The first issue of The Mind’s Eye was published in January 1977 and consisted of a single sheet of paper and one piece, a review of an article in the New York Times Magazine on systemantics, by MCLA’s former library director Charles McIsaac. McIsaac wrote to a friend that The Mind’s Eye: A Review of the Press was intended to be a monthly publication and “mini-Atlantic or Harper’s in that it imitates the kind of thing they do, and it apes the New Yorker with drawings.” It quickly became a biannual, then annual publication. Following the death of Charles McIsaac in 1984, issues were published in 1987 and 1989 and then not again until Fall 1997, when it was resurrected under the leadership of Professor Tony Gengarelly. Since then, at least one issue has been published, except for 2010, every year.
In 2013, all issues of The Mind’s Eye—papers copies of which are held in the Freel Library archive—were digitized. The digital files were uploaded to the Internet Archive, whose goal is to offer permanent and free access to historical collections that exist in digital format.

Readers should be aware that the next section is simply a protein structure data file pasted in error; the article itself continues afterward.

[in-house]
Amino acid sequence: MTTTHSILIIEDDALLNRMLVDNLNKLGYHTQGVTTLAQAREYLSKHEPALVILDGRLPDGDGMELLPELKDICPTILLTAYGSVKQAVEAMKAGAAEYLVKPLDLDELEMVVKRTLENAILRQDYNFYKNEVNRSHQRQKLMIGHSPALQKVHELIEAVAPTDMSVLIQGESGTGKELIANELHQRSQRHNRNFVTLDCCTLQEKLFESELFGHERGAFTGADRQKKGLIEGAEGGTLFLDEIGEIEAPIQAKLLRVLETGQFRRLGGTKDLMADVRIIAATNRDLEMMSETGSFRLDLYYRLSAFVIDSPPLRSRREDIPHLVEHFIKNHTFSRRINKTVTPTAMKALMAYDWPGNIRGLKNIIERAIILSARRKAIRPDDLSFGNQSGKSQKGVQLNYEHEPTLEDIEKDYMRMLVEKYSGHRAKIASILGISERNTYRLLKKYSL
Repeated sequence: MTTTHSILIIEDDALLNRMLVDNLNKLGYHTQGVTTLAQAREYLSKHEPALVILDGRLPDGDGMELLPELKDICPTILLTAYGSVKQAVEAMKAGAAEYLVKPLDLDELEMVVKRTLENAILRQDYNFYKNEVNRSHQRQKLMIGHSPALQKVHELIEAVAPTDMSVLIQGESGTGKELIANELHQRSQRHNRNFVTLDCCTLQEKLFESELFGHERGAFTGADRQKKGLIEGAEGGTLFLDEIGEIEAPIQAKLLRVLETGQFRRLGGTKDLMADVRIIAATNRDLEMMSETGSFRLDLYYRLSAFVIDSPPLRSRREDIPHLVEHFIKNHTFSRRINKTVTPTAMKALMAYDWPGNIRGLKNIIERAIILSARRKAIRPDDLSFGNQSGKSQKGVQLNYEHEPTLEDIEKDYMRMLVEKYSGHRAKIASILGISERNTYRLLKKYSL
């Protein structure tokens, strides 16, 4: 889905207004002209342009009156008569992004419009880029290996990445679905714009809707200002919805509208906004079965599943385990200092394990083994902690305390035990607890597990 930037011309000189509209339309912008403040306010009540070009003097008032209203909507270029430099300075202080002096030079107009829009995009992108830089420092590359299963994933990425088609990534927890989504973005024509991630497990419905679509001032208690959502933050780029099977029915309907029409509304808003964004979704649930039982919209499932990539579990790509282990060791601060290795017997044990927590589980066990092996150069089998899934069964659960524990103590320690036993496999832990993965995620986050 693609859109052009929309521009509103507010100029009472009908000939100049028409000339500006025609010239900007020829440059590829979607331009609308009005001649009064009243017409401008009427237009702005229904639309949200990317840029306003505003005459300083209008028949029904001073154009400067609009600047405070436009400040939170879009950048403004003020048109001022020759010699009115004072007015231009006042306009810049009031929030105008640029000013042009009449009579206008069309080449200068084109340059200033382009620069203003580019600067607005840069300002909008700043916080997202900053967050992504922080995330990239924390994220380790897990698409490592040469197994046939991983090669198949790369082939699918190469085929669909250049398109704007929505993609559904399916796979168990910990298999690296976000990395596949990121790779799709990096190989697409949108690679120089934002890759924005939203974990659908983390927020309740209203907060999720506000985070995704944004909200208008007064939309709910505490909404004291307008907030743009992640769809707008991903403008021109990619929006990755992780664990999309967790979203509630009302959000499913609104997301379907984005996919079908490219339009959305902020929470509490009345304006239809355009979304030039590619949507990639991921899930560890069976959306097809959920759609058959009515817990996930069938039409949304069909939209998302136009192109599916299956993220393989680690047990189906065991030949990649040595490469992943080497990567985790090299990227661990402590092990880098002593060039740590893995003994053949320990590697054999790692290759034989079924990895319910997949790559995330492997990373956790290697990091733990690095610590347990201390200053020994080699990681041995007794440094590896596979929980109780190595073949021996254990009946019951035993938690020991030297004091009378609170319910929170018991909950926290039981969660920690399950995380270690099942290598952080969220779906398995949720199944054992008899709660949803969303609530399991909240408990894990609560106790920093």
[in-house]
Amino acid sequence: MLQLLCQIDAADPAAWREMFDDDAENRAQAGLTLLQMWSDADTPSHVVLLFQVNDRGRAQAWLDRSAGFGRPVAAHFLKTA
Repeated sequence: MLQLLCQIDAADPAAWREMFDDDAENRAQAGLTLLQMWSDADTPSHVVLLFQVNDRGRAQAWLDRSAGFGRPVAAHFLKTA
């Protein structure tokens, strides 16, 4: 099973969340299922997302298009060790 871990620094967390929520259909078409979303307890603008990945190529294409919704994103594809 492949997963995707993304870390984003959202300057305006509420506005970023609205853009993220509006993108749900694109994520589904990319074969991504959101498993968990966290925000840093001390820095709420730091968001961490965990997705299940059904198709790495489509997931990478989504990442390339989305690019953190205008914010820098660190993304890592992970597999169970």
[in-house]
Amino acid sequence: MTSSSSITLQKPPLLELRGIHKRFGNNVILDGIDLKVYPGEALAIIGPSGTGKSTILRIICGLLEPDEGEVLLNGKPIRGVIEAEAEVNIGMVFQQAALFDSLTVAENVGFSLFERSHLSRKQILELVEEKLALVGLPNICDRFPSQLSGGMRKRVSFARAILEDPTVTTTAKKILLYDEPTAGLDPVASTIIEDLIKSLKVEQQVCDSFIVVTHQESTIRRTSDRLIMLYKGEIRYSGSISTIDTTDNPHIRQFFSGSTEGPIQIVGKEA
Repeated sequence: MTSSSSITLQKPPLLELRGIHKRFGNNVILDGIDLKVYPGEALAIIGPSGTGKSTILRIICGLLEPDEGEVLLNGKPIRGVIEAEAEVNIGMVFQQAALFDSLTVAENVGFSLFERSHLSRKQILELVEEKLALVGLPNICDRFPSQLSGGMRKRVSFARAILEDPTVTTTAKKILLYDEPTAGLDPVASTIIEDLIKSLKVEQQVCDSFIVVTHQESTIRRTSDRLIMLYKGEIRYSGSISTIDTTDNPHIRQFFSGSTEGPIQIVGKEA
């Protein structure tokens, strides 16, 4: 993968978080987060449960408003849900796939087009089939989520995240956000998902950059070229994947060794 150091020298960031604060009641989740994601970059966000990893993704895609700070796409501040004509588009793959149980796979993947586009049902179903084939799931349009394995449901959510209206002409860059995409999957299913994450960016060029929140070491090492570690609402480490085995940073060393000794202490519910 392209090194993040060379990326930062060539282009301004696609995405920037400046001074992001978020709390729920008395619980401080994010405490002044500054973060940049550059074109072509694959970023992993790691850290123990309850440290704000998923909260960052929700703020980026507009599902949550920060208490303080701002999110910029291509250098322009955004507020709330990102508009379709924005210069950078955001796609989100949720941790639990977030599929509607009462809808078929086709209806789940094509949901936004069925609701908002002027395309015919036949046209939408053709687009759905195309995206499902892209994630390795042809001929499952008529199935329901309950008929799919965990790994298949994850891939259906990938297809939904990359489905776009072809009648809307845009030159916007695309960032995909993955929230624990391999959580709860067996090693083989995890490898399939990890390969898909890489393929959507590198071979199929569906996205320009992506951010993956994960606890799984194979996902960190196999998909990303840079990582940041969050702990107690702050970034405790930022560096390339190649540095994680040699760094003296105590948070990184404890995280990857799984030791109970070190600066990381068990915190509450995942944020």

In 2017, The Mind’s Eye underwent a transition to an online format of publication. Today, The Mind’s Eye carries on a tradition of scholarly and creative engagement through dynamic projects and expansive programming — including colloquia, symposia, lectures, and roundtable discussions — that address a wide range of cultural topics, socio-political inquiries, theoretical concerns, and creative practices.
(Segments of this article were originally published in November 2014 issue of the Faculty Center News, a newsletter for MCLA faculty and librarians.)